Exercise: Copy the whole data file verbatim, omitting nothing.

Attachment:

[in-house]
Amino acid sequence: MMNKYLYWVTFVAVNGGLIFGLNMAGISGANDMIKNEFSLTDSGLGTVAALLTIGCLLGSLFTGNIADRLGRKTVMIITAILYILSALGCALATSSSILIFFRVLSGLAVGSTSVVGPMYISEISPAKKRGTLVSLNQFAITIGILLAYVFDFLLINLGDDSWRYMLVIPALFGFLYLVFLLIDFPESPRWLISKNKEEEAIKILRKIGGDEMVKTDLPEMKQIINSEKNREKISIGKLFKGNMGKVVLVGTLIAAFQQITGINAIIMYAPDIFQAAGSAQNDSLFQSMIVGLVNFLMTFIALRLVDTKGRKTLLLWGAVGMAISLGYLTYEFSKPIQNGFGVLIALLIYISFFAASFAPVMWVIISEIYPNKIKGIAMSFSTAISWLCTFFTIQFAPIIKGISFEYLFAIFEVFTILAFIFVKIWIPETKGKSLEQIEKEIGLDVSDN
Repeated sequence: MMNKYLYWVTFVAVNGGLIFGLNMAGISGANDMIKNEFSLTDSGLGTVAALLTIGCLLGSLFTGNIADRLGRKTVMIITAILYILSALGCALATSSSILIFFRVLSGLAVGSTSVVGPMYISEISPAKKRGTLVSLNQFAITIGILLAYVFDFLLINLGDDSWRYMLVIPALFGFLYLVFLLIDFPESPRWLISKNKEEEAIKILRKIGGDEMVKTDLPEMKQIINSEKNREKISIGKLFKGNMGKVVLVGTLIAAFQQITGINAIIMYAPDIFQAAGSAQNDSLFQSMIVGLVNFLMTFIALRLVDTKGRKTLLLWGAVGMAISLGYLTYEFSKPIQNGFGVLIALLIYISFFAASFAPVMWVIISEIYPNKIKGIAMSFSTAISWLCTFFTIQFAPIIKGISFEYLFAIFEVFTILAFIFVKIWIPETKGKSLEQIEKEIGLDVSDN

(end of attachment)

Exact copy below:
[in-house]
Amino acid sequence: MMNKYLYWVTFVAVNGGLIFGLNMAGISGANDMIKNEFSLTDSGLGTVAALLTIGCLLGSLFTGNIADRLGRKTVMIITAILYILSALGCALATSSSILIFFRVLSGLAVGSTSVVGPMYISEISPAKKRGTLVSLNQFAITIGILLAYVFDFLLINLGDDSWRYMLVIPALFGFLYLVFLLIDFPESPRWLISKNKEEEAIKILRKIGGDEMVKTDLPEMKQIINSEKNREKISIGKLFKGNMGKVVLVGTLIAAFQQITGINAIIMYAPDIFQAAGSAQNDSLFQSMIVGLVNFLMTFIALRLVDTKGRKTLLLWGAVGMAISLGYLTYEFSKPIQNGFGVLIALLIYISFFAASFAPVMWVIISEIYPNKIKGIAMSFSTAISWLCTFFTIQFAPIIKGISFEYLFAIFEVFTILAFIFVKIWIPETKGKSLEQIEKEIGLDVSDN
Repeated sequence: MMNKYLYWVTFVAVNGGLIFGLNMAGISGANDMIKNEFSLTDSGLGTVAALLTIGCLLGSLFTGNIADRLGRKTVMIITAILYILSALGCALATSSSILIFFRVLSGLAVGSTSVVGPMYISEISPAKKRGTLVSLNQFAITIGILLAYVFDFLLINLGDDSWRYMLVIPALFGFLYLVFLLIDFPESPRWLISKNKEEEAIKILRKIGGDEMVKTDLPEMKQIINSEKNREKISIGKLFKGNMGKVVLVGTLIAAFQQITGINAIIMYAPDIFQAAGSAQNDSLFQSMIVGLVNFLMTFIALRLVDTKGRKTLLLWGAVGMAISLGYLTYEFSKPIQNGFGVLIALLIYISFFAASFAPVMWVIISEIYPNKIKGIAMSFSTAISWLCTFFTIQFAPIIKGISFEYLFAIFEVFTILAFIFVKIWIPETKGKSLEQIEKEIGLDVSDN